08 August 2022
Modern horses emerged from Western Eurasia
Published online 21 October 2021
An extensive genetic analysis concludes that the ancestors of modern-day domesticated horses originated in the western Russian steppes.
A long-standing debate about the origins of domesticated horses has been resolved, according to a multidisciplinary team of researchers ranging from archaeologists and geneticists to linguists.
“We map out the homeland of modern domestic horses to the Don-Volga region around 4,200 years ago,” says molecular archaeologist, Ludovic Orlando of Paul Sabatier University, in Toulouse, France. Orlando collaborated with more than 150 co-authors, including researchers at King Saud University in Riyadh, Saudi Arabia.
“Our Saudi colleagues were key to facilitating access to some specimens and to help understand and interpret some complex patterns in the DNA sequence data,” says Orlando.
Researchers have known for some time that modern domestic horse breeds are not descended from the earliest known domesticated horses, leading to much speculation about their true origins.
Orlando and his colleagues analysed horse remains from all suspected domestication centres throughout Europe and Asia. Their samples spanned a huge date range from around 2,000 years ago to more than 50,000 years earlier. The team performed DNA sequence analysis on 264 ancient genomes extracted from the remains, adding to the mix 10 modern genomes and 9 previously characterized ancient genomes. Overall, they say their dataset is “the most extensive high-quality genome time series for horses.”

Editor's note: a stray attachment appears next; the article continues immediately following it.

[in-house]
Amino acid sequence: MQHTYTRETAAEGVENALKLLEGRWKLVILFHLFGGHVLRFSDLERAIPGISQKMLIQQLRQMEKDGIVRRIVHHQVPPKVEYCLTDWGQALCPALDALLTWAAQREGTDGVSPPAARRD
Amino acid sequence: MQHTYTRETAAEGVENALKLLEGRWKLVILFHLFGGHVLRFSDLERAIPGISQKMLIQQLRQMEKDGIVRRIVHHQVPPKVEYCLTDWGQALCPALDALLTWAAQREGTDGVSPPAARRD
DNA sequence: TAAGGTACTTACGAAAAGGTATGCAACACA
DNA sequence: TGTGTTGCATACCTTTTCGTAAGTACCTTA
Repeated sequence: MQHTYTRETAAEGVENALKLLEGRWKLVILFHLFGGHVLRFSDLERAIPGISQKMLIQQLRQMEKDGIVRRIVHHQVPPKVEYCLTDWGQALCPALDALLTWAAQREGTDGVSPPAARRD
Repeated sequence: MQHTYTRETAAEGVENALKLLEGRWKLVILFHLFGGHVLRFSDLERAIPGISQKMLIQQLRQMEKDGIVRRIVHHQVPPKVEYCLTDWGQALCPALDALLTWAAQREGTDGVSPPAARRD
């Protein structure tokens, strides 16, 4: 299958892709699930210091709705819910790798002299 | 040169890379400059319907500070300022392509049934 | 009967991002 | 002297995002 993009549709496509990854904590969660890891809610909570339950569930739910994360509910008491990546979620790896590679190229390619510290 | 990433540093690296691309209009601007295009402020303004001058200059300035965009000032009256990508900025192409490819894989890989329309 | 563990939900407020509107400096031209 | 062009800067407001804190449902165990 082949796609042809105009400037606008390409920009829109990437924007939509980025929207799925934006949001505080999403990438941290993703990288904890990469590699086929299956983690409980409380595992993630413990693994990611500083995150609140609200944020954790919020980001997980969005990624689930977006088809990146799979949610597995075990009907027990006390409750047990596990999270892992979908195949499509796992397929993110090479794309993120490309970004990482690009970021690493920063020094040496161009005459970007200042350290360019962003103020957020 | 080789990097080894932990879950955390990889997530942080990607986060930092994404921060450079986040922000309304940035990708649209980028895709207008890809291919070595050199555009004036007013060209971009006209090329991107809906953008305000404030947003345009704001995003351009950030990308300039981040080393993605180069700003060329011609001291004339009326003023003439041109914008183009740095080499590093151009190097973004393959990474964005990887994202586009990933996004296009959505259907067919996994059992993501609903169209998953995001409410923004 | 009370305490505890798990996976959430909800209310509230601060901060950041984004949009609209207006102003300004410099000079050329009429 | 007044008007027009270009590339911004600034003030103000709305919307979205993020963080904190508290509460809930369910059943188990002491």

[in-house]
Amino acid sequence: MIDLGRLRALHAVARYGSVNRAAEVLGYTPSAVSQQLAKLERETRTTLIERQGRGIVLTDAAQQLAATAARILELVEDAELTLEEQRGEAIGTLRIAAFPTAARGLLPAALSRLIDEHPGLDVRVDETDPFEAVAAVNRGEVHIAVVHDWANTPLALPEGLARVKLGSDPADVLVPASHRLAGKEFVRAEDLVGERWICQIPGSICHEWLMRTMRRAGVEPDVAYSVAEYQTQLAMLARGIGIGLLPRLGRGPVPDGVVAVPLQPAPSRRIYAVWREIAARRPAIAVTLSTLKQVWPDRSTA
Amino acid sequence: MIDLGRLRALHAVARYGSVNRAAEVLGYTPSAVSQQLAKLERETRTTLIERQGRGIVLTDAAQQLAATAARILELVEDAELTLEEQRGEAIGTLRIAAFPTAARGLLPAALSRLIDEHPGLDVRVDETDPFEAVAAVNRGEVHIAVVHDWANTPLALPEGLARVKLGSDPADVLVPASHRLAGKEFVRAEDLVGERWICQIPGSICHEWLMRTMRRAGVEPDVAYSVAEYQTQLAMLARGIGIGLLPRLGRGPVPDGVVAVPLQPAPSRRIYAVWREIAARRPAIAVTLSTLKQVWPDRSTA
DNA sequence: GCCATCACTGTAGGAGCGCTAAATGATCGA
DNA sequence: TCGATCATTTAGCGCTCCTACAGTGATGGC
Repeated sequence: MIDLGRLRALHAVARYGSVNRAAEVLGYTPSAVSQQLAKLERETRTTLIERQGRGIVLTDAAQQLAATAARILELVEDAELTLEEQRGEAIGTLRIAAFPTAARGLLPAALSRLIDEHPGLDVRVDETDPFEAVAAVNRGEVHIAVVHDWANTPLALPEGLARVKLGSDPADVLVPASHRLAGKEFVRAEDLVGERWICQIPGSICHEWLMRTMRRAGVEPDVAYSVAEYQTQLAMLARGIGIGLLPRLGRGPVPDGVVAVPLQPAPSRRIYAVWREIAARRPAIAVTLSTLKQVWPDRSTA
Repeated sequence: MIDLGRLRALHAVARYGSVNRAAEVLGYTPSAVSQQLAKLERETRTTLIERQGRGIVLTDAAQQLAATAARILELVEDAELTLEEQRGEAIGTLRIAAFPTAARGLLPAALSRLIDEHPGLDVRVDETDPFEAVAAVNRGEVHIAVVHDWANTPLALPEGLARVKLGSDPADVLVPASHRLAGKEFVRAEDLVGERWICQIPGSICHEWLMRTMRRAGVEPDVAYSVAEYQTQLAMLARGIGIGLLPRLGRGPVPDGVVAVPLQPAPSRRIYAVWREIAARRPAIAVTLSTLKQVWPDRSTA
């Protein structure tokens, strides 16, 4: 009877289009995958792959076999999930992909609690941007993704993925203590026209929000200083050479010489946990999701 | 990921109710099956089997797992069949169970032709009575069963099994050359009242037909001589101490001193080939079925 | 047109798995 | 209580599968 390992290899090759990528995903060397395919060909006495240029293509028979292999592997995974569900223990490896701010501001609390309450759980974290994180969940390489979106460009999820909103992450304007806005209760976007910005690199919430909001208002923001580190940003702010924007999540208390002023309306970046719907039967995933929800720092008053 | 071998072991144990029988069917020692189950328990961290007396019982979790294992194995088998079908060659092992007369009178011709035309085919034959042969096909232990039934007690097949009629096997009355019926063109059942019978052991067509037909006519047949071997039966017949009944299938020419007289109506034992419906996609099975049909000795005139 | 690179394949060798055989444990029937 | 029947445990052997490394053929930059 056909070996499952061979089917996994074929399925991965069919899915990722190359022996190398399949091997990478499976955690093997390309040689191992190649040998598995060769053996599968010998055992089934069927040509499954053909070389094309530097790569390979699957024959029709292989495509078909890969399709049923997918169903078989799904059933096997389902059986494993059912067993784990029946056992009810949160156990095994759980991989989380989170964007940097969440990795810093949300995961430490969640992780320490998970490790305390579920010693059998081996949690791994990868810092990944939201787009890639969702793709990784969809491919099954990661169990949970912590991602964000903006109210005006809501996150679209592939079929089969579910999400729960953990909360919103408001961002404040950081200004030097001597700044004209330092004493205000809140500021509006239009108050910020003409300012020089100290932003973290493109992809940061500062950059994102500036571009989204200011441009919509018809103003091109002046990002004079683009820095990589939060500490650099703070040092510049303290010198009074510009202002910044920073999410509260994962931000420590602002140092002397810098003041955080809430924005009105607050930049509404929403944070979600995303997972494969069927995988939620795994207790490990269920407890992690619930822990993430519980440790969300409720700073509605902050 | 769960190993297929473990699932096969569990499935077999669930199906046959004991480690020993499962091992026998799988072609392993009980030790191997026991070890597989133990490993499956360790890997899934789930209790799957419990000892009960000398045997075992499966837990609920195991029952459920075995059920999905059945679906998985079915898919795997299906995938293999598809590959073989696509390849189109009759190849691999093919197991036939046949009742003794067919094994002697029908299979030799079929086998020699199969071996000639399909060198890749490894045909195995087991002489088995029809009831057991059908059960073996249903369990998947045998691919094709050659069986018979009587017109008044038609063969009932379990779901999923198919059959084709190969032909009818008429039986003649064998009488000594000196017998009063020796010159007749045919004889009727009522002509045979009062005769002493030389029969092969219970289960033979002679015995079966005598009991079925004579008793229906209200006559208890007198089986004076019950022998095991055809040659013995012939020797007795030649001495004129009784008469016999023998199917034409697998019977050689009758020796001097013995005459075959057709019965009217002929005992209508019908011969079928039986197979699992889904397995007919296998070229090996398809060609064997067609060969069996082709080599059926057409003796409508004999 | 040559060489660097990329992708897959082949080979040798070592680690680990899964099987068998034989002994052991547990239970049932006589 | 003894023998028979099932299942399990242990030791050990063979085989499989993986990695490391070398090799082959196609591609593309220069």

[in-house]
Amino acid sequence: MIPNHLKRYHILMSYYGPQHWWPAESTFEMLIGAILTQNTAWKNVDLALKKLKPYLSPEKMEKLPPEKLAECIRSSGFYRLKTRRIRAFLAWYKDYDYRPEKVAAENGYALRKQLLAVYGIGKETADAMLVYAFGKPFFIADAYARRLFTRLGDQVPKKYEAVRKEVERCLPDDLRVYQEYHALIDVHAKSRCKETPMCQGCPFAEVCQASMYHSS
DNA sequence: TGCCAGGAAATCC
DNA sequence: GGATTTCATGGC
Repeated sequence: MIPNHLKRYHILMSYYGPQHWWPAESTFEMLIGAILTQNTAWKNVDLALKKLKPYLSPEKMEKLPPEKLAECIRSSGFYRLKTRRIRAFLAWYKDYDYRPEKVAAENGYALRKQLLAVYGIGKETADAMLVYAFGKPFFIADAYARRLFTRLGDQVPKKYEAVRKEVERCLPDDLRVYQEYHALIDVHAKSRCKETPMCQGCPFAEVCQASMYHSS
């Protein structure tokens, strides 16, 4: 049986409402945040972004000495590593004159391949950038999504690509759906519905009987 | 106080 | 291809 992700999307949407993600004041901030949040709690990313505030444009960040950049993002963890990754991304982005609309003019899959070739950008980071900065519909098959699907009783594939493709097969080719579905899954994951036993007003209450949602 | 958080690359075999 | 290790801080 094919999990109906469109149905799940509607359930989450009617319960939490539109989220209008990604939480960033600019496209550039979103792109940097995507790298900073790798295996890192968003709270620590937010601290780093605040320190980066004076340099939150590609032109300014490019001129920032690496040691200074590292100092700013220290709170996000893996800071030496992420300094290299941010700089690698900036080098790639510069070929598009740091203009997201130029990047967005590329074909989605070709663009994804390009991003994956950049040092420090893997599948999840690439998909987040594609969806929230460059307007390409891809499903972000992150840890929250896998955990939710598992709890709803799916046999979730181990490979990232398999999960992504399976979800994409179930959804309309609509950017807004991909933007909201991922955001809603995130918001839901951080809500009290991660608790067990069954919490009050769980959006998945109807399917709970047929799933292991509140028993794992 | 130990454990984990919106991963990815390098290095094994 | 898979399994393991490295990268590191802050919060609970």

The conclusions confirm some previous models proposing that modern horses originated in the western Russian steppes, while rejecting previously suggested origin sites in other regions such as Anatolia, Iberia and Central Asia.
“One important surprise was the timing of the expansion to after 4,200 years ago,” Orlando says. He explains that this is later than some genetically documented major human migrations, implying that horseback riding did not drive those earlier expansions
The work reveals that modern domestic horses eventually replaced almost all other local horse populations as they expanded rapidly across Eurasia. They also find that expansion was linked to strong selection for locomotive and behavioural adaptions suited to the needs of equestrianism. The researchers now plan to further explore such links between horse evolution and human societies.
Harvard University anthropologist, Christina Warinner, who was not involved in the work, comments: “This is an outstanding study, and it helps to clarify and answer so many long-standing questions about horse domestication. However, now that the homeland of domesticated horses has been identified, the next question is why there and why then? I suspect horses still have a few more secrets to tell.”
Librado, P. et al. The origins and spread of domestic horses from the Western Eurasian steppes. Nature https://doi.org/10.1038/s41586-021-04018-9 (2021).